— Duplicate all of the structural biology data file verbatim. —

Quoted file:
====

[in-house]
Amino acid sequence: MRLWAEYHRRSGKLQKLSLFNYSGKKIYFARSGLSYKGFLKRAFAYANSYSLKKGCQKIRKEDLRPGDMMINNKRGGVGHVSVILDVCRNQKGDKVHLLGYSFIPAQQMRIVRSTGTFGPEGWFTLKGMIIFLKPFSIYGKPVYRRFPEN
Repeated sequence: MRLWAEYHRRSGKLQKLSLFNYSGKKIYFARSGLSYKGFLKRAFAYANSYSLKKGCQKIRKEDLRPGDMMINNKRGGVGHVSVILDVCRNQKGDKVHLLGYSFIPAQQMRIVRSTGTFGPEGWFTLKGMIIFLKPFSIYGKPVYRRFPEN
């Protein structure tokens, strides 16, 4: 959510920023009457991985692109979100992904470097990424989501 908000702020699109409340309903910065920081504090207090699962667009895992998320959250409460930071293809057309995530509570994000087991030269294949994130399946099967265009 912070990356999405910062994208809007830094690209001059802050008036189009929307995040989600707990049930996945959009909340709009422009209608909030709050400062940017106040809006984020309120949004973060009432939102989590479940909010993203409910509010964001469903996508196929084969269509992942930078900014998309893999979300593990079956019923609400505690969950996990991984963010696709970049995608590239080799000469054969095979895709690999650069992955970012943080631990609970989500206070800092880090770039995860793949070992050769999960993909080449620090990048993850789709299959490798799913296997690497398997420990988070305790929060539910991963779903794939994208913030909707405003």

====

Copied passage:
[in-house]
Amino acid sequence: MRLWAEYHRRSGKLQKLSLFNYSGKKIYFARSGLSYKGFLKRAFAYANSYSLKKGCQKIRKEDLRPGDMMINNKRGGVGHVSVILDVCRNQKGDKVHLLGYSFIPAQQMRIVRSTGTFGPEGWFTLKGMIIFLKPFSIYGKPVYRRFPEN
Repeated sequence: MRLWAEYHRRSGKLQKLSLFNYSGKKIYFARSGLSYKGFLKRAFAYANSYSLKKGCQKIRKEDLRPGDMMINNKRGGVGHVSVILDVCRNQKGDKVHLLGYSFIPAQQMRIVRSTGTFGPEGWFTLKGMIIFLKPFSIYGKPVYRRFPEN
């Protein structure tokens, strides 16, 4: 959510920023009457991985692109979100992904470097990424989501 908000702020699109409340309903910065920081504090207090699962667009895992998320959250409460930071293809057309995530509570994000087991030269294949994130399946099967265009 912070990356999405910062994208809007830094690209001059802050008036189009929307995040989600707990049930996945959009909340709009422009209608909030709050400062940017106040809006984020309120949004973060009432939102989590479940909010993203409910509010964001469903996508196929084969269509992942930078900014998309893999979300593990079956019923609400505690969950996990991984963010696709970049995608590239080799000469054969095979895709690999650069992955970012943080631990609970989500206070800092880090770039995860793949070992050769999960993909080449620090990048993850789709299959490798799913296997690497398997420990988070305790929060539910991963779903794939994208913030909707405003």